In the Biger city of Mongolia, the local customers have been used indigenous fruits as a part of their natural food resource that can supply their fruits demand during the periods of food shortages and poor harvesting years. The utilization of indigenous local farm land is providing the not only fruits sources but also supply livestock forage and other vegetable supply. Moreover it is contributing to grassland conservation and interest of local people at their home land.

5. Conclusions

The study assessed the socio economic importance of agro farm land especially the two types of indigenous fruits which is very important role for the local economic development and ecological conservation in the Biger city of Gobi-Altai province and western desert area of Mongolia.

The result indicates that Apple is mainly valued for its contribution to households’ cash income and Sea buckthorn is valued as a food source and industry supply. The cash income generated from the sale of the indigenous fruits is essential for purchasing the required households goods. Majority of the households feel that the cash incomes generated from the sale of indigenous fruits are sufficient enough to sustain household family members. However, the entire sample population has experienced a positive change in their livelihood and life style since the sale of the indigenous fruits.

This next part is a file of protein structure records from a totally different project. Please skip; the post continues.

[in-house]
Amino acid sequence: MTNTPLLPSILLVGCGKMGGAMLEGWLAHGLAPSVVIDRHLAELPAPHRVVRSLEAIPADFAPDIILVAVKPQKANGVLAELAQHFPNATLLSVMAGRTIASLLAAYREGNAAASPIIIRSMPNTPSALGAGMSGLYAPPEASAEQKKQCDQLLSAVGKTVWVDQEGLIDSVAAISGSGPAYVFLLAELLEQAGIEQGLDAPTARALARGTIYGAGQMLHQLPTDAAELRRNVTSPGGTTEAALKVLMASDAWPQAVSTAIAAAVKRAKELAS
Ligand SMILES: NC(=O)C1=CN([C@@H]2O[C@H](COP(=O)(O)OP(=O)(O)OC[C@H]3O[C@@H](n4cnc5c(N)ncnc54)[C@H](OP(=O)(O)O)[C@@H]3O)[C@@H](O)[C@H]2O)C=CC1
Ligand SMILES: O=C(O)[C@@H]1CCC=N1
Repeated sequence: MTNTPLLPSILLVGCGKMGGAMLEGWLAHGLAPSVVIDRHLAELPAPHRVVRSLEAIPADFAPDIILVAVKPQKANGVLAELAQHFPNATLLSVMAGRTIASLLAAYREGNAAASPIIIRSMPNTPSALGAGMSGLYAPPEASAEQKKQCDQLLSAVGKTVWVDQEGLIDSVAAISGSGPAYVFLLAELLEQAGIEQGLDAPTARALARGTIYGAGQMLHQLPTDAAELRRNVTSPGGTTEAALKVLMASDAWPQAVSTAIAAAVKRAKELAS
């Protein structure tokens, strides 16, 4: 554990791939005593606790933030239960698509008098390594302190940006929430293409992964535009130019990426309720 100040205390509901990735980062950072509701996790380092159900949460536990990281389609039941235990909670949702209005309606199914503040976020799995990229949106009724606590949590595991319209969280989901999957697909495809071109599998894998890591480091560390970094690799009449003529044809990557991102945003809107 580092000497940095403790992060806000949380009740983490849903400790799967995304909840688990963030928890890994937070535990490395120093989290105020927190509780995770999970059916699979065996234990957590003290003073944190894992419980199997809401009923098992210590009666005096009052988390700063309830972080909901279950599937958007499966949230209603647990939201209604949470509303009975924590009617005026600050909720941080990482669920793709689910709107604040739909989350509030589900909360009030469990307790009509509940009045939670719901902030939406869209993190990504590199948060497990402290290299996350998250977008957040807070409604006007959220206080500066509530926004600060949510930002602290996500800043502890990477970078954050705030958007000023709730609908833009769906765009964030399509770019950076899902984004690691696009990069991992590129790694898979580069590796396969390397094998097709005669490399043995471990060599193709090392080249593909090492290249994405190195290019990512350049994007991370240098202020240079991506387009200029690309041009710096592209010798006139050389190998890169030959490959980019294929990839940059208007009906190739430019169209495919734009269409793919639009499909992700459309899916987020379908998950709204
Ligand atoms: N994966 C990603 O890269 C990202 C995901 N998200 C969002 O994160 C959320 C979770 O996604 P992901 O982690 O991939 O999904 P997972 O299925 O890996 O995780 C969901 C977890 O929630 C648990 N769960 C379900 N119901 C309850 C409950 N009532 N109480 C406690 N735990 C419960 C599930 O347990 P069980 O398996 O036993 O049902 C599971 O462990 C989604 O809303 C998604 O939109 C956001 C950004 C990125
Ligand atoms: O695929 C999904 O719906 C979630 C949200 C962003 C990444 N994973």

This study concludes that Apple and Sea buckthorn indigenous fruits are important source of cash income for the local farm householders, good social and education networking place for the local and international people, good experience of small apple and sea buckthorn agro farm in Gobi-desert area, source of forage for the herder families, compatible living condition for the local communities and supply of fruit demand in the Gobi-region’s customers.

Therefore, we need to study more its social-economic benefits and also ecological benefits of the agro farm land need to be studied more in future work related with climate change adaptation and human activity.

Cite this paper

Gunjargal Balt,Xiaoqian Chen,Suvdantsetseg Balt, (2016) Assessment of the Socia-Economic Benefits of Two Indigenous Fruit Tree: Apple (Gornoaltaiskoje) and Sea Buckthorn (Altaja) to the People of Biger Rural City in Western Region of Mongolia. Open Access Library Journal,03,1-7. doi: 10.4236/oalib.1102671